Here are a couple of methods I used to emulate weathering steel, as painted on the Eternity Labs buildings.
Weathering steel is actually designed to rust and is often used in architectural cladding - it seems counter intuitive to want your steel cladding to rust, but the external oxide layer actually protects the interior or steel core from rusting further, or at an extremely low rate as the oxide coating from the alloy constantly regenerates if damaged or exposed to weather.
Technique one - airbrushing
In the example above the effect was achieved by layering paint with an airbrush. Successive shades of brown, then orange, then orange mixed with yellow were built up.
Instead of focusing in the interior of the panels, as I tend to do for concrete, (You can see this faintly on the lower concrete sections) I sprayed a bit more randomly and focused on the panel joins.
Then a light oil wash of a raw umber brown was used to bring out the texture a bit more and create more depth, but in hindsight a heavier wash would have been better to really emphasise the textures. If you are curious about oil washes we have a quick tutorial.
Technique two - rust effects paint
I was fortunate enough to visit a local bloke who is heavily into the 30k side of the hobby. For those who don't know, Jeremy, aka @therealbrokenfingers is a very talented hobbyist who specialises in Warhammer 30k and scratch built 'realhammer' ruins, mostly made from corkboard.
Here's an example of Jeremy's work!
I asked how he did the realistic rust for some of his dioramas and it turns out it's actually a metallic paint that rusts with an acidic solution. Real rust! You can also find some of his tutorials such as the one below on YouTube. Highly recommended. Watch his video or if you prefer a text format, read on!
In Australia you can find it at Bunnings for about $60 for a litre, and $30 for the acid solution. Here are the steps to to make the perfect rusty terrain, especially perfect for Necromunda and post apocalyptic games like Gaslands!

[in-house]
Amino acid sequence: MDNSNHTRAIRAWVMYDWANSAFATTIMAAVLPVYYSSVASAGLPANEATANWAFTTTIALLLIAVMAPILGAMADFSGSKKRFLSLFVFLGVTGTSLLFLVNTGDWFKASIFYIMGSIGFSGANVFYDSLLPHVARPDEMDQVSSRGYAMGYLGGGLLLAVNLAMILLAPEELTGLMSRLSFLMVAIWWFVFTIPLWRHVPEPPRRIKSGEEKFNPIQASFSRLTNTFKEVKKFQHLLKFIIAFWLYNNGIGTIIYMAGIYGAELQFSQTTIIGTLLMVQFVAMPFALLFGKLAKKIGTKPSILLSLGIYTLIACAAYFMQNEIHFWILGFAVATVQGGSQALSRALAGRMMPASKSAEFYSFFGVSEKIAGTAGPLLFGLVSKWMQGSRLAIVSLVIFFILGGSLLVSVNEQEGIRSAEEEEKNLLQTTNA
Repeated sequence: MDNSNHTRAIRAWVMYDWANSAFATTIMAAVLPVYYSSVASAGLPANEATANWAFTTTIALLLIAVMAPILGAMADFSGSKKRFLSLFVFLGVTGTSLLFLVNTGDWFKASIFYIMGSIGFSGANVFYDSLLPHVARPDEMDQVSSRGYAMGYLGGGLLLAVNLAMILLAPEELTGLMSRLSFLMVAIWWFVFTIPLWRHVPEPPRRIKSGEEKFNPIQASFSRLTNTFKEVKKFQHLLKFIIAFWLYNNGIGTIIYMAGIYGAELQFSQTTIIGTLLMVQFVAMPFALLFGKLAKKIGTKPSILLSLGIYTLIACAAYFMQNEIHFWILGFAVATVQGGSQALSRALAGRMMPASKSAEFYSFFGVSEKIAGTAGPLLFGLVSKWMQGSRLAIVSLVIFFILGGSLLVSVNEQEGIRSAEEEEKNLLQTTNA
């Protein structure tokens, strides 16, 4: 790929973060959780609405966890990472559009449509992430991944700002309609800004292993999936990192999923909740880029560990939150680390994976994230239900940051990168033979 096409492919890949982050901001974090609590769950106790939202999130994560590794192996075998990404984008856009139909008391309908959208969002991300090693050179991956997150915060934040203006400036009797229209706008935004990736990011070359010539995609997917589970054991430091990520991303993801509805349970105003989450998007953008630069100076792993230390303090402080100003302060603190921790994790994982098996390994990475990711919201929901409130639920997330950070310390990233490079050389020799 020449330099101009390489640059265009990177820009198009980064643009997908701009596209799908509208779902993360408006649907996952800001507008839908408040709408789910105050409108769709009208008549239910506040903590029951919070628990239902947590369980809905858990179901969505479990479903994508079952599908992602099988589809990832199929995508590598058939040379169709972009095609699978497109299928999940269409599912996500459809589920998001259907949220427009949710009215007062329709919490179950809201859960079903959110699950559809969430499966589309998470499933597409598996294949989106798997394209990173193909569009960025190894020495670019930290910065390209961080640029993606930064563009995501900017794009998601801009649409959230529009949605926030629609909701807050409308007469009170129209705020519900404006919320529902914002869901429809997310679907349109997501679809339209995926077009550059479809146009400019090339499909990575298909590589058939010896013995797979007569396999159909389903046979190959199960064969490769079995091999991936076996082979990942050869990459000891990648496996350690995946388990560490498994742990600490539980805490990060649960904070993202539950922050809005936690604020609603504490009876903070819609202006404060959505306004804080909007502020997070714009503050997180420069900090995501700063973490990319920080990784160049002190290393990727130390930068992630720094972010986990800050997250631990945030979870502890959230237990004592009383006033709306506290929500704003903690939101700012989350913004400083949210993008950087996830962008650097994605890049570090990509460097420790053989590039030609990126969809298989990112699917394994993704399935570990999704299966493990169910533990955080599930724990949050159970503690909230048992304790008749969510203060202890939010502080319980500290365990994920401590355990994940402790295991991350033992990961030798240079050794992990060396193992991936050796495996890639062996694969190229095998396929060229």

5) After an hour or so lightly spray a mist of water to speed up rust. Do this once or twice more before the second coat of solution
6) After 8 hours apply the second coat of solution. You will notice now rust has already begun to occur
7) Wait a few more hours and the corrosion should progress
8) Once fully dry, you can apply a matte varnish to protect the terrain, as the oxide may rub off on the tabletop.
You can achieve different levels of corrosion but experimenting with how much water you spray, and how much time you wait before coats if you like. The great thing is the randomness that happens naturally with this technique, making your terrain much more realistic. This is also why I love oil paints, mixing with solvent you can achieve some great organic effects and textures with little effort.
The terrain here was built after being painted, and care was taken so that the rust paint wasn't applied to the internal face of the balustrade - this is to ensure the levels can smoothly stack, as paint has it's own thickness.
So there you have it, I hope you found the tutorial useful.
It's a very fun technique and I look forward to using it soon on some upcoming kits!